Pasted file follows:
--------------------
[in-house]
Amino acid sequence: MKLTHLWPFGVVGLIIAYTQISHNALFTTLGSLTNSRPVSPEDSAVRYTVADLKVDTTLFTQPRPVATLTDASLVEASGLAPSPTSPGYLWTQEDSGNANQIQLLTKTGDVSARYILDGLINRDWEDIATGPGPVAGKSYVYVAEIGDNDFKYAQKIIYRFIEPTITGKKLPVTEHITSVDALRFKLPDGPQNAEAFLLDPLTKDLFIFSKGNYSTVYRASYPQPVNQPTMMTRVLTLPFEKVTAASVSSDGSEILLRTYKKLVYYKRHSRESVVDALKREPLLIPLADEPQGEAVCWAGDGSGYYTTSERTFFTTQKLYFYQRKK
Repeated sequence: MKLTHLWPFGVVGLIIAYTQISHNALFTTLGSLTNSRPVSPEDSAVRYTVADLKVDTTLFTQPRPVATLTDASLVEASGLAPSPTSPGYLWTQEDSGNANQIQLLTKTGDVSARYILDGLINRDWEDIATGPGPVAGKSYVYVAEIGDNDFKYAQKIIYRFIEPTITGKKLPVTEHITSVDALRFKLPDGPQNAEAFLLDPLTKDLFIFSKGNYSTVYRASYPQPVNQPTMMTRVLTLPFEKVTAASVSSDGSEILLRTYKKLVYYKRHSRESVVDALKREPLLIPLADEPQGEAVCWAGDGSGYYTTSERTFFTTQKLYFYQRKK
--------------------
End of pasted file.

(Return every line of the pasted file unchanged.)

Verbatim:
[in-house]
Amino acid sequence: MKLTHLWPFGVVGLIIAYTQISHNALFTTLGSLTNSRPVSPEDSAVRYTVADLKVDTTLFTQPRPVATLTDASLVEASGLAPSPTSPGYLWTQEDSGNANQIQLLTKTGDVSARYILDGLINRDWEDIATGPGPVAGKSYVYVAEIGDNDFKYAQKIIYRFIEPTITGKKLPVTEHITSVDALRFKLPDGPQNAEAFLLDPLTKDLFIFSKGNYSTVYRASYPQPVNQPTMMTRVLTLPFEKVTAASVSSDGSEILLRTYKKLVYYKRHSRESVVDALKREPLLIPLADEPQGEAVCWAGDGSGYYTTSERTFFTTQKLYFYQRKK
Repeated sequence: MKLTHLWPFGVVGLIIAYTQISHNALFTTLGSLTNSRPVSPEDSAVRYTVADLKVDTTLFTQPRPVATLTDASLVEASGLAPSPTSPGYLWTQEDSGNANQIQLLTKTGDVSARYILDGLINRDWEDIATGPGPVAGKSYVYVAEIGDNDFKYAQKIIYRFIEPTITGKKLPVTEHITSVDALRFKLPDGPQNAEAFLLDPLTKDLFIFSKGNYSTVYRASYPQPVNQPTMMTRVLTLPFEKVTAASVSSDGSEILLRTYKKLVYYKRHSRESVVDALKREPLLIPLADEPQGEAVCWAGDGSGYYTTSERTFFTTQKLYFYQRKK